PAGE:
Prohibited Content. Federal criminal laws in existence apply to the internet. Section 230 specifically does not impact federal criminal law nor is it meant to impact state criminal laws. Prohibited Content is prohibited, and you do not have immunity just because someone else posted it.
Here are some of the laws that are often at play for Prohibited Content online.
What happens when there is Illegal Speech, Prohibited Content or content that represents New Harms is online?
Well, it depends.
Self-Monitoring. Some of the large online tech companies have some basic self-monitoring protocols in place for third party content. This is almost always for Prohibited Content where they could be directly held accountable. Often, these protocols are part of a larger process that includes the intake of external complaints, which is where the majority of questionable content is identified.
External Complaints. How these are handled depends on the type of complaint.
Some violations are easy to identify and action can be taken swiftly, such as with images of child exploitation. Many, though, aren’t as obvious because the violation may depend on things that have to be verified and companies lack the means to verify or the rules for what equals the Prohibited Content is not clear. Thus, processes can vary on what happens with complaints that claim that the content is Prohibited Content if the content isn’t an obvious violation. This results in confusion and frustration. An everyday person submits a complaint regarding content they believe is Prohibited, the company can’t verify, the content remains and both are frustrated. Companies receive well-meaning and respectful notices from law enforcement about questionable content, but law enforcement only asks them to investigate and remove the content if it violates laws or their Terms of Service. The companies are rarely directly instructed by law enforcement or governmental agencies that content in question is Prohibited Content and therefore you must take it down.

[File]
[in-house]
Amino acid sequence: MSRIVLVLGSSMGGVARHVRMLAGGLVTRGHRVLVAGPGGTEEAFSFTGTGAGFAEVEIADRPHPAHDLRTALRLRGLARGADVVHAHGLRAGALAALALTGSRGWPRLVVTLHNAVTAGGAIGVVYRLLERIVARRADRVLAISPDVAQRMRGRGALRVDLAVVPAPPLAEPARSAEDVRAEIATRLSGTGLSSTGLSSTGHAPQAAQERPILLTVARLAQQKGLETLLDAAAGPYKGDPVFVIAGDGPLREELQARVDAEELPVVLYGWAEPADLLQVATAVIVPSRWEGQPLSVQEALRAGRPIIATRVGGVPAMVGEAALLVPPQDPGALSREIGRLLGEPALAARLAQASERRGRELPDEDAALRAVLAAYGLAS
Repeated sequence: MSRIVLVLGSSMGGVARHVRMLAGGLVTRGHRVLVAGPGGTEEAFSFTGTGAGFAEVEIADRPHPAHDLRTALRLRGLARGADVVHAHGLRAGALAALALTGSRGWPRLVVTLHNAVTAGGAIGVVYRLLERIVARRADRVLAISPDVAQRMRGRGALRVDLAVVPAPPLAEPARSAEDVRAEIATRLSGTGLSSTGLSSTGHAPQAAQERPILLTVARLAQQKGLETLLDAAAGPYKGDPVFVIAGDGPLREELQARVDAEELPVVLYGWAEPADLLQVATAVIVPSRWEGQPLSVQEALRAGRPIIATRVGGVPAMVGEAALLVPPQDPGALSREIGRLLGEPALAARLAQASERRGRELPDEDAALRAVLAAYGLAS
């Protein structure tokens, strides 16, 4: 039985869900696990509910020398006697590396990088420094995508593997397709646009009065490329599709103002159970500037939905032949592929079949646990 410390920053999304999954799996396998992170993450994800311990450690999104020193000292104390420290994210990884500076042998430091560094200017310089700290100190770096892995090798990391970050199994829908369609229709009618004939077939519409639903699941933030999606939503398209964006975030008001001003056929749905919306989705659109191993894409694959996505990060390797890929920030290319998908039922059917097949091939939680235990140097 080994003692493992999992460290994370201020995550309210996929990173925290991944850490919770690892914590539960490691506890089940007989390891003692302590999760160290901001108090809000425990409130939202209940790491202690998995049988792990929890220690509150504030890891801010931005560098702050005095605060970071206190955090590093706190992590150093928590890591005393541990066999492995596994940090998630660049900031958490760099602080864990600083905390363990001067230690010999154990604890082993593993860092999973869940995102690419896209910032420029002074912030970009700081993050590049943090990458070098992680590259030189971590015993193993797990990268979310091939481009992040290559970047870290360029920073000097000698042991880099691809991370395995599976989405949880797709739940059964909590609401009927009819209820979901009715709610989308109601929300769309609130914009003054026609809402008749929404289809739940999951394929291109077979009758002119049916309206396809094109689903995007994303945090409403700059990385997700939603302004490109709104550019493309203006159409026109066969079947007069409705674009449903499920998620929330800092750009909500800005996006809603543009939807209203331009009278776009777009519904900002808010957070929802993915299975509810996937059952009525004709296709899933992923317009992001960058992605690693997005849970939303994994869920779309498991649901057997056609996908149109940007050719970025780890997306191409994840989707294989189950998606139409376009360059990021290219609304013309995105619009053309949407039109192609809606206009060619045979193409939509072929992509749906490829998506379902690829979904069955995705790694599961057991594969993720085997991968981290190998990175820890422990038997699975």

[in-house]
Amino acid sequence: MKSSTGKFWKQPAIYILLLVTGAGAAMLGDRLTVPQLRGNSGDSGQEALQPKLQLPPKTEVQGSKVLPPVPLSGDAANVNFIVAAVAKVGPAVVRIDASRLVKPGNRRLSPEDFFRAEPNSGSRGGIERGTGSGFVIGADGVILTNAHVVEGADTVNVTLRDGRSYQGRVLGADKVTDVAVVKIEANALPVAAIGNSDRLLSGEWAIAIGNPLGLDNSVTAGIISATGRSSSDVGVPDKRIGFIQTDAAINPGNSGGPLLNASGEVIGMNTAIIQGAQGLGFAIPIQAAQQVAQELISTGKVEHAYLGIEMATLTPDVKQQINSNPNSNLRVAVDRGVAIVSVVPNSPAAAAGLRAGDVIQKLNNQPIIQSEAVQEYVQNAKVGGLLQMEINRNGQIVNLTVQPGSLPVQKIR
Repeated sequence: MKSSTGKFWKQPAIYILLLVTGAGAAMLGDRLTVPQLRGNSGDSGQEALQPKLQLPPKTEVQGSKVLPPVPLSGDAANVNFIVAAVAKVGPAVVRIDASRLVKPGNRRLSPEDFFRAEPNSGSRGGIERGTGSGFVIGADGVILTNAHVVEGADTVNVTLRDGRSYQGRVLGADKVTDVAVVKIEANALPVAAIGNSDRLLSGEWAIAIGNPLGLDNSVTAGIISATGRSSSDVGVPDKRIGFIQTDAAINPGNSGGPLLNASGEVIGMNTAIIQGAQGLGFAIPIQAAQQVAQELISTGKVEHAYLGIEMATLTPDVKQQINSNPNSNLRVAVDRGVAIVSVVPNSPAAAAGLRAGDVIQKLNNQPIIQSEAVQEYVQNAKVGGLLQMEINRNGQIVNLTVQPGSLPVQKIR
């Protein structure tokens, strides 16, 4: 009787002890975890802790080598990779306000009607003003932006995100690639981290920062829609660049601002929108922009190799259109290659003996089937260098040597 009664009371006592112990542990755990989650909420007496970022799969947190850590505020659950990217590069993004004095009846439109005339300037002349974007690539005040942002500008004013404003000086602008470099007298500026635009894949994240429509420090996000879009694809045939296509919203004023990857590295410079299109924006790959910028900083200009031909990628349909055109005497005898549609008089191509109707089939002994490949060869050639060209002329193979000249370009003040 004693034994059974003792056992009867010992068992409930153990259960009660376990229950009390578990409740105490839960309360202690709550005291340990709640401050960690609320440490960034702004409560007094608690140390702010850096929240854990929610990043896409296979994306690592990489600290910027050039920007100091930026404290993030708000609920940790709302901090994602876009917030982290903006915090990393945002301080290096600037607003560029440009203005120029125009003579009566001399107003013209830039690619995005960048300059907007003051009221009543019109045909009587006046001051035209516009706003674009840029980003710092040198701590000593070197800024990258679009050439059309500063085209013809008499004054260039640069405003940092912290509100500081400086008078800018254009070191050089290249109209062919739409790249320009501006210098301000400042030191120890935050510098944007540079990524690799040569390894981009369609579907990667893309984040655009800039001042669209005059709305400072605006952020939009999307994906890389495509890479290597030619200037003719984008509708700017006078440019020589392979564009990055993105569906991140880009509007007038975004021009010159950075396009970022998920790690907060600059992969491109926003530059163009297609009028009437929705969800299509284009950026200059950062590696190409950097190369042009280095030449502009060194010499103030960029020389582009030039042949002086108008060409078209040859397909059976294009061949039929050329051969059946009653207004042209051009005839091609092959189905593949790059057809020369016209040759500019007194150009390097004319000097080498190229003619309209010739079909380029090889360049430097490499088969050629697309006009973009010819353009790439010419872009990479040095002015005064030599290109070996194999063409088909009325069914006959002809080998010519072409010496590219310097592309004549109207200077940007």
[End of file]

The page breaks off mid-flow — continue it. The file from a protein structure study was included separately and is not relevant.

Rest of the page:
Instead, the person/business who is legitimately slandered must pursue claims directly against the party who actually made and posted the statements. They must obtain a judgement that rules the statement as slanderous. AND they also must obtain, with that judgement, a court order instructing the internet company to remove the content. Companies usually will not remove the content based on a judgement alone. This is not nefarious behavior but, rather, it’s usually because a judgement is based on very specific facts that aren’t identical from one situation to the next. So, to make sure they are doing the right thing, companies want a court order instructing them specifically to take it down so that they feel that their actions are under a court’s protection and they remain neutral. This gets complicated if the person who slandered you posts a similar statement on another platform, because you usually need to get a revised court order that instructs that company to remove it.
Herein we can begin to see the problem.
Let’s isolate the areas where harm results.